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The cell phone rules

Profs don't want them ringing in class, but there are good reasons for students to have them

Tuesday, February 26, 2002

By Jane Elizabeth, Post-Gazette Education Writer

University of Pittsburgh professor Harry Kloman has a ready response when a student's cell phone rings during class.

"I turn to the student, shoot him a stern look and say, 'That better be for me,' " Kloman said.

And that takes care of that.

Other college professors make an anti-cell phone speech on the first day of class, or even include cell phone rules on the class syllabus. Not Kloman, though. "I have every other rule in the book on my syllabus," he said. "I guess it just goes without saying that you don't talk on the phone in class."

But for younger college students who've grown up on cell phones and pagers, the rules sometimes aren't so clear. Cell phones turn up everywhere these days -- during the opening ceremonies of this year's Olympics, for instance, when a young athlete chatted on the phone with her mother and even handed the phone to President Bush. So why not a campus classroom?

Senior Charlotte Tucker, who will graduate from Pitt in April, isn't a huge cell phone fan. She's had one in the past, but not now.

"I have a big lecture class, about 300 people, and in about an hour and 20 minutes, two to three phones go off in the class," said the communications major. "If it ever goes off during an exam I'll probably impale someone with a pencil."

Point Park College Professor Linda Mann tries to thwart that possibility with her no-cell phone policy on her syllabus ("unless you're in the medical profession," it reads.) The policy was prompted by a workshop leader who once told Mann about the constant cell phones eruptions during her presentations.

Once, said Mann, a workshop participant "not only answered her phone but began to hold a conversation while this poor woman was trying to lead a class. She said she walked up to where the person was sitting, stood right in front of her, but to no avail -- she just kept right on talking on her cell phone. How rude.

"That story stuck with me. I never wanted my class to be disrupted like that. I don't think it's fair to other students."

Erin Brachlow, a Pitt junior, said she tries to remember to put her cell phone on the vibrate function when she's out in public, so that it won't disturb classmates or fellow bus passengers. Not everyone's so courteous.

"One time during a test, someone's cell phone rang to the tune of some top 40 song and everyone started laughing. It's a crazy time with these phones," she said. But like most college students, she doesn't plan to give it up.

Take away the obnoxious ringing, the inappropriate chattering in class, the risk of running up incredible bills -- and you'll actually find some sound reasons for college students to keep cell phones.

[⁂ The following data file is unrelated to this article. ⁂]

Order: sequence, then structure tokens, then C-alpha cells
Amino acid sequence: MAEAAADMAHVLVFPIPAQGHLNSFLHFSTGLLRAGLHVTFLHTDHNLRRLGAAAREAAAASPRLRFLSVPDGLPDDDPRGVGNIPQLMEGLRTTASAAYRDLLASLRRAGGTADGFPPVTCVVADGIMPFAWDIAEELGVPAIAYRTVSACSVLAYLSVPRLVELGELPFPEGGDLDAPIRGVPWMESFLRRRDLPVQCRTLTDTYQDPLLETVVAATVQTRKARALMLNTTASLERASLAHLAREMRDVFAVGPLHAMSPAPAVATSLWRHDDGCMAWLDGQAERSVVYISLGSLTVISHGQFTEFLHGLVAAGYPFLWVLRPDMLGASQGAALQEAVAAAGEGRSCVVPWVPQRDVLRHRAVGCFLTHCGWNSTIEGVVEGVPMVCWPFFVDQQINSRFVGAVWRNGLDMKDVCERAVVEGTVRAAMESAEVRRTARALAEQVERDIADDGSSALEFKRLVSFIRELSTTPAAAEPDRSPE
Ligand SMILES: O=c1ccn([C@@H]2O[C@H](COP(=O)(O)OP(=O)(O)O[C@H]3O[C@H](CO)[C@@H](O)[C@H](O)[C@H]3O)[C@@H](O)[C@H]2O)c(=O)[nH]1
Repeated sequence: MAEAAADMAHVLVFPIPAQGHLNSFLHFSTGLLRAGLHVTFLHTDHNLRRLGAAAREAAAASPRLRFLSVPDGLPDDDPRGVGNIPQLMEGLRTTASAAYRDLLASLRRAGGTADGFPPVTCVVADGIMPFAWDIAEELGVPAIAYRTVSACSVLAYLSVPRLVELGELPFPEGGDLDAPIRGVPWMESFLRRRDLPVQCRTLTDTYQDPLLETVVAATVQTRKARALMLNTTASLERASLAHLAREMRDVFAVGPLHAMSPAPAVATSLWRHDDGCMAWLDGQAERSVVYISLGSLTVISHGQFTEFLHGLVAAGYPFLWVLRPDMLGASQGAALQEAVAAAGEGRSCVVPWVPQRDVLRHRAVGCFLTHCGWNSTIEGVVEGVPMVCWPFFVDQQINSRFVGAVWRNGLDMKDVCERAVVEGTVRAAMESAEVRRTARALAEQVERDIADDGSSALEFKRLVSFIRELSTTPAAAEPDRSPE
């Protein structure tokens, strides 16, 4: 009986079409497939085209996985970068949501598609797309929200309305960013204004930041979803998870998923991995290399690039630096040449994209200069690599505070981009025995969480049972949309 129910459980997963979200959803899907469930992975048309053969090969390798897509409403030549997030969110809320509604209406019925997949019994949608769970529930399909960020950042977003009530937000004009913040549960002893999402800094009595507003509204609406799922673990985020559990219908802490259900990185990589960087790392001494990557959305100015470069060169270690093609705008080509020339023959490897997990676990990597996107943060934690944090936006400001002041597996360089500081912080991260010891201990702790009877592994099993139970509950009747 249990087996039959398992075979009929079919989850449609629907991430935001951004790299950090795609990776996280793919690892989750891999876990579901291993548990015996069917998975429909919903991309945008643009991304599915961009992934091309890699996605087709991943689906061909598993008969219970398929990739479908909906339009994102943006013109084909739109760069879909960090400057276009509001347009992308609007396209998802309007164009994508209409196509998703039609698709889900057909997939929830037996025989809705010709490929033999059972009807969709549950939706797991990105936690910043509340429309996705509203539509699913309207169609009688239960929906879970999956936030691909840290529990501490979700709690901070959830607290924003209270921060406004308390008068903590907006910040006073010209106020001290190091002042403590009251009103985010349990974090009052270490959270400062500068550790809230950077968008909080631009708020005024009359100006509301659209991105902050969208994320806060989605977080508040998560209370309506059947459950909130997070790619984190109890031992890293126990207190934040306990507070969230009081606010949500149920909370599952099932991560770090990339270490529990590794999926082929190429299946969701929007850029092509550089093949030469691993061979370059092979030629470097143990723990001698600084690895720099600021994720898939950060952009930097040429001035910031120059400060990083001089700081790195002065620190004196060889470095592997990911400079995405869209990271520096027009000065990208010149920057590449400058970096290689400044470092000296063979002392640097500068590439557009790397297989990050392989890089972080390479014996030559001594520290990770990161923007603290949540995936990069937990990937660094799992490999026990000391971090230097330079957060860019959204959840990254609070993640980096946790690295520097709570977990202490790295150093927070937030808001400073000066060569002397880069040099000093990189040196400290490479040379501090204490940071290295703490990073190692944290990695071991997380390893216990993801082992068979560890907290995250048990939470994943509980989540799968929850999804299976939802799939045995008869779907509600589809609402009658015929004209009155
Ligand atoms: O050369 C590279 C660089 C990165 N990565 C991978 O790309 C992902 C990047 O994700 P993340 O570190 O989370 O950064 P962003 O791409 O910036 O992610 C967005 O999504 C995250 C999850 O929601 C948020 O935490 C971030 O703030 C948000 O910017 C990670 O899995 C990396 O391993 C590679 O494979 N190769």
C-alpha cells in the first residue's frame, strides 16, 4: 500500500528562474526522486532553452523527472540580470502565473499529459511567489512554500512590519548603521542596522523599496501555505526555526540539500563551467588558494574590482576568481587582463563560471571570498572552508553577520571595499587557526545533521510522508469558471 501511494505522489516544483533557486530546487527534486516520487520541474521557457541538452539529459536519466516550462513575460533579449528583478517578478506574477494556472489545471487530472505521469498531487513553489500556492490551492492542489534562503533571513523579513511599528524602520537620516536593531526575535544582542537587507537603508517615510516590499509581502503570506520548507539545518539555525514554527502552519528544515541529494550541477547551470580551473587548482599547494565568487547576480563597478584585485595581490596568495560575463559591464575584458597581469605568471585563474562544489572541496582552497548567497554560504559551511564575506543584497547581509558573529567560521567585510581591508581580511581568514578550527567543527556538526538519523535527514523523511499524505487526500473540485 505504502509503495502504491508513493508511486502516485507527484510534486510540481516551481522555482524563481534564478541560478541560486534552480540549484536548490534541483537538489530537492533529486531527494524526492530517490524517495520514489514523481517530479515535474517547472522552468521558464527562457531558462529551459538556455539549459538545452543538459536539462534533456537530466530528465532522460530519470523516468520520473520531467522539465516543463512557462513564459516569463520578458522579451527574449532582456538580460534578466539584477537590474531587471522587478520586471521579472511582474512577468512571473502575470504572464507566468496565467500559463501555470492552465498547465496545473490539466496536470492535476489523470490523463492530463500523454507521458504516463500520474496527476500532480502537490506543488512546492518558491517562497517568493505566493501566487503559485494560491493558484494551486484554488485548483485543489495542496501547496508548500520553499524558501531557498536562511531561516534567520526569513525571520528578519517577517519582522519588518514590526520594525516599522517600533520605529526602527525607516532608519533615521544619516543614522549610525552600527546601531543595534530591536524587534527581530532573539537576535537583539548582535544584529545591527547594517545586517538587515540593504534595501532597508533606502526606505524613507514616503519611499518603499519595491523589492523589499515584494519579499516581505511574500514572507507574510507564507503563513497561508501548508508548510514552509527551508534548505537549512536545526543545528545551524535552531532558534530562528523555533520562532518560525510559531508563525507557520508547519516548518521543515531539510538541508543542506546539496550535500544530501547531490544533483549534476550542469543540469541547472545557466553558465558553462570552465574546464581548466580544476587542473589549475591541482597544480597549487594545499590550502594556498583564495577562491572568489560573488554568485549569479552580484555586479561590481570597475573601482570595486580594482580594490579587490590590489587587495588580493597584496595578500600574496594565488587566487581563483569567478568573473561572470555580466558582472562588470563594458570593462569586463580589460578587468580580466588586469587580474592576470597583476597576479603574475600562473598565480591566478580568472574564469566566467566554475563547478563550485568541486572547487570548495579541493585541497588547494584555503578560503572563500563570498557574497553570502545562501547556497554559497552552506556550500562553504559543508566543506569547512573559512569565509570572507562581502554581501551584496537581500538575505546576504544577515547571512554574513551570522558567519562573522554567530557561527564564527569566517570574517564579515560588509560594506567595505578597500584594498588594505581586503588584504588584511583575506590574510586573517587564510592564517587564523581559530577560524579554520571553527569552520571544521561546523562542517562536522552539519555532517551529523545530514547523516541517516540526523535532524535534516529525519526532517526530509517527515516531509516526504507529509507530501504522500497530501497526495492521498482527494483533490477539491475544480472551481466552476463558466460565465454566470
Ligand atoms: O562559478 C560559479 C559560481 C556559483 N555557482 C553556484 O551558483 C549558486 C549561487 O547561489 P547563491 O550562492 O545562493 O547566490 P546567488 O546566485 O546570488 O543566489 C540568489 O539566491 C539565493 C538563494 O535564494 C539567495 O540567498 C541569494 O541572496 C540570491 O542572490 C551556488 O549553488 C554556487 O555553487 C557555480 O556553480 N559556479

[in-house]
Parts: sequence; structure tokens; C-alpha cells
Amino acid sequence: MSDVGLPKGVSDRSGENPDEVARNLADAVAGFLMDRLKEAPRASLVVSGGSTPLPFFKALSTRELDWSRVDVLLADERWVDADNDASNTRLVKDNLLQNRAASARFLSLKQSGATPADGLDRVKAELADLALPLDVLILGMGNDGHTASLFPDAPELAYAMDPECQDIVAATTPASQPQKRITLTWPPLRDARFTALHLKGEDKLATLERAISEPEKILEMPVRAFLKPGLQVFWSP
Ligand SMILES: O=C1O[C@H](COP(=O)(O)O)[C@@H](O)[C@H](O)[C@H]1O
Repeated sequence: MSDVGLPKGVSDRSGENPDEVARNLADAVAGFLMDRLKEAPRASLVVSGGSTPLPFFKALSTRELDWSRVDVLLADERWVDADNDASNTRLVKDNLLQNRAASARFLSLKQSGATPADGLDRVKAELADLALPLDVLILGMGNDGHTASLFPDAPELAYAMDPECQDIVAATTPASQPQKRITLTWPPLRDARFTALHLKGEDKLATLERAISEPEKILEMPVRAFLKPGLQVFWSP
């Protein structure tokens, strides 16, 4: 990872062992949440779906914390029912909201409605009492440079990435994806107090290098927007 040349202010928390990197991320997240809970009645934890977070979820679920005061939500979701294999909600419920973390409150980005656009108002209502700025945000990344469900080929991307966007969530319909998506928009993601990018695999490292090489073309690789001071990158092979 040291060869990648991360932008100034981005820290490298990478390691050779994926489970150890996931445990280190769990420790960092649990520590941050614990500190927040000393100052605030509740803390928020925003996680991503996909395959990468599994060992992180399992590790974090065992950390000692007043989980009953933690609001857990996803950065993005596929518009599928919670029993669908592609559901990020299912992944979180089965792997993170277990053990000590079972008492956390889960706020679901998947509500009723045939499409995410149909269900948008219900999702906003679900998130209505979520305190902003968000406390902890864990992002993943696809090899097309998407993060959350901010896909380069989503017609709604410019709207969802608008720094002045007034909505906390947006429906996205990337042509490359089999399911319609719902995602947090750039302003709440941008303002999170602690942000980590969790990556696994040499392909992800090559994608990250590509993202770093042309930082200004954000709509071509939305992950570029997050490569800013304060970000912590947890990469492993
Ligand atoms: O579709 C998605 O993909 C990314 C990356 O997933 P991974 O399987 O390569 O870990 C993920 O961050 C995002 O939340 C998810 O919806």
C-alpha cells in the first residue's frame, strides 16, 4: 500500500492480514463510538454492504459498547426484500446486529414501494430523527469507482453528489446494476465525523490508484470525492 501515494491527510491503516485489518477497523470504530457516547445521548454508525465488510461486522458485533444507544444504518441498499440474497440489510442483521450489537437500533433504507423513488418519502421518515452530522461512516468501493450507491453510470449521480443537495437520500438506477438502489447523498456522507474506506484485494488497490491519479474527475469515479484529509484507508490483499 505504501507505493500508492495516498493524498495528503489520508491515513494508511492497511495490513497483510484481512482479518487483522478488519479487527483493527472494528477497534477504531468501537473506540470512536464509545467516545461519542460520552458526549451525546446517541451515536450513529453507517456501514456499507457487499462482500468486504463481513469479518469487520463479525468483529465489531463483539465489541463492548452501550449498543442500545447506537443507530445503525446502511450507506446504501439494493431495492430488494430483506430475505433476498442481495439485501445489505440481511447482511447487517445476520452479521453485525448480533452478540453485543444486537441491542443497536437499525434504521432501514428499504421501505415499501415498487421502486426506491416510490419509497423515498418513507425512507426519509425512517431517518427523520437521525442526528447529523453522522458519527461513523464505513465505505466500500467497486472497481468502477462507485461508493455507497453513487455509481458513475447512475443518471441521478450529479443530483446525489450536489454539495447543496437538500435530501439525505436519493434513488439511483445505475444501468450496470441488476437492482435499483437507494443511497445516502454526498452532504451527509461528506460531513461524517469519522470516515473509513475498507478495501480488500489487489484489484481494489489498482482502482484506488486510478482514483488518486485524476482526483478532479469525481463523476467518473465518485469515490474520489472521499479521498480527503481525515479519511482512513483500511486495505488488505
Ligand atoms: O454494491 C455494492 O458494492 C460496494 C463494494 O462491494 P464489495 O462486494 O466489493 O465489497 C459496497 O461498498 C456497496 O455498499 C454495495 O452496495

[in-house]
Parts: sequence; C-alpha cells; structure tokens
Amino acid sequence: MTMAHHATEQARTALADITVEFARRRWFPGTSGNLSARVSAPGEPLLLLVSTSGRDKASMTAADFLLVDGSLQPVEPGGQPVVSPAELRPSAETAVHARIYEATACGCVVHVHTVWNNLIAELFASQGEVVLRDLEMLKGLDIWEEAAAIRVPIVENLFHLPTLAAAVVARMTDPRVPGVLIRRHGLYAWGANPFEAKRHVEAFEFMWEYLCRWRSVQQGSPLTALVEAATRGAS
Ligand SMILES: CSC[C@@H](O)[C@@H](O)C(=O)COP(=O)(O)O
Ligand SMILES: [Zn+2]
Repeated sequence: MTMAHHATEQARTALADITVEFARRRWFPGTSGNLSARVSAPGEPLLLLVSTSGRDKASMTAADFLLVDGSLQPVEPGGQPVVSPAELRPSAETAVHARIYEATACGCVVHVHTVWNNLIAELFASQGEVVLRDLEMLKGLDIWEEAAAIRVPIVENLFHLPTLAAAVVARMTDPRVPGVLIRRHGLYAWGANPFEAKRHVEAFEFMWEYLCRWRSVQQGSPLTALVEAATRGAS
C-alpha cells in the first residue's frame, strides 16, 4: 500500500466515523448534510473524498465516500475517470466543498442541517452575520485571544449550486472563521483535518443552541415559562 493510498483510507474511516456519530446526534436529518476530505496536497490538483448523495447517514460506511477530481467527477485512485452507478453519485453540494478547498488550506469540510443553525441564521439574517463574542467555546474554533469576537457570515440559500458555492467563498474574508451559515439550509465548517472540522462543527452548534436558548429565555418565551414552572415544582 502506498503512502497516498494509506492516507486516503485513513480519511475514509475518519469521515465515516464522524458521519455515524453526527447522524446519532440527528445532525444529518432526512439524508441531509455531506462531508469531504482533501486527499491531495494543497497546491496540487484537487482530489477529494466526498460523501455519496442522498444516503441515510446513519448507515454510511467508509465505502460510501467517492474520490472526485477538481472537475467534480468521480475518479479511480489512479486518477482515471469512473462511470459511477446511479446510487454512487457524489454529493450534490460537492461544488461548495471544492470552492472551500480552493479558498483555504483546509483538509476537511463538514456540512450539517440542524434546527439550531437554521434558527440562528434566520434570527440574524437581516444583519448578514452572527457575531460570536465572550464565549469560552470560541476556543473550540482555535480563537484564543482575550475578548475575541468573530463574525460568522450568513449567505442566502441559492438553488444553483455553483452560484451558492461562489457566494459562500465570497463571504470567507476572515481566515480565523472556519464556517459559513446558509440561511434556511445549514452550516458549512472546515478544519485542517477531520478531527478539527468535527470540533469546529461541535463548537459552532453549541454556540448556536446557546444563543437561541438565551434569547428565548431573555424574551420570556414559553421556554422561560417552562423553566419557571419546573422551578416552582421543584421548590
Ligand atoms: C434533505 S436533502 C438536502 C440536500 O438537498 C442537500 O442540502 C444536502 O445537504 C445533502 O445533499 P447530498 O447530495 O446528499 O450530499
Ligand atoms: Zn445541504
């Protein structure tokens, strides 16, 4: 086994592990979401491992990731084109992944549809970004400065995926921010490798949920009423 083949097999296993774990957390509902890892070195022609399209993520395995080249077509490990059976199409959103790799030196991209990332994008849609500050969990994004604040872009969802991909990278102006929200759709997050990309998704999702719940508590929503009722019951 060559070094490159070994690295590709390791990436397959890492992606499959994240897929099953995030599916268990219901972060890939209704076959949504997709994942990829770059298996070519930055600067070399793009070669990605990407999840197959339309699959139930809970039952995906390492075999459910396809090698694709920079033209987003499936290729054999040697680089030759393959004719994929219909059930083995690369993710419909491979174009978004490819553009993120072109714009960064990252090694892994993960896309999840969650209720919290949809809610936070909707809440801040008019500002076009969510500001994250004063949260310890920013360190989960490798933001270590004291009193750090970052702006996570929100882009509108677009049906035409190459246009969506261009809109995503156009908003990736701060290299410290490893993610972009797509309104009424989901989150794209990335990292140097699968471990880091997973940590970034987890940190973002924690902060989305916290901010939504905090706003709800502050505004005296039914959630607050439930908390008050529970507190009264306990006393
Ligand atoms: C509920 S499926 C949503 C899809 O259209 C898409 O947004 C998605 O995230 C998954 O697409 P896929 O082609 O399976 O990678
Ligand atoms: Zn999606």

Safety is one reason cited by students who might be far from home in unfamiliar territory. And an easier, faster way to keep in touch with parents is another selling point.

If not for her cell phone, University of Virginia freshman Joanna Desmond "wouldn't call home, ever," she said. She'll e-mail her parents, but won't try to call from the dorm, where students often must deal with long-distance calling cards, roommates who don't take messages, and their own odd schedules. "It's just too inconvenient," Desmond said.

And, with a little freshman-math calculation, students have persuaded parents that certain cell phone plans can actually be cheaper than using dormitory phones.

It didn't take long for Greg Morril, a freshman at Wesleyan University in Middletown, Conn., to figure it out.

It started when he worked out a deal with his parents: He'd pay the dorm phone bill, they pay the cell phone bill. But after one month of calling his parents in New York and Pittsburgh, not to mention his girlfriend back home, the dorm phone bill was more than $70.

"That's a ridiculous sum of money for a poor college student, so I decided that from now on I'd use my cell phone to call my girlfriend and my parents, said Morril.

Using the Internet, he went to cell phone Web sites and found a plan for $40 a month that included more than 4,000 minutes of local talk-time and free long-distance.

"I always thought that cell phones were expensive luxuries, but now I save a lot of money," he said. "Plus I have the convenience of being able to use my phone wherever I want."

With a little competitive shopping, students likely can find a cell phone plan that beats hooking up a phone in an off-campus apartment or even in a dorm room, depending on what's included in the campus room-and-board fee.

In Oakland, for instance, students flock to the relatively new Cricket cell phone store -- and not just to get their photo taken on the ubiquitous green couch used in the company's advertising. Cricket, which was voted "Best Cellular Phone Service" in the Pitt campus newspaper's recent best-and-worst-of-Oakland issue, offers an answer to some student phone problems.

For starters, students pay monthly, in advance -- which means they won't get stuck with a bill they can't pay because they inadvertently talked too much. For $32.95 a month, the students can make as many local phone calls as they like. And they can pre-pay for long-distance talking time, now 8 cents a minute.

Students must buy a phone, which ranges from $79.99 to $99.99, some of which come with a silent alert.

That's important to students like Desmond, who still is somewhat haunted by a story she heard at freshman orientation.

"Someone told us a professor took someone's cell phone when it rang in class, and threw it on the floor and stomped on it," she said. "I believed it."

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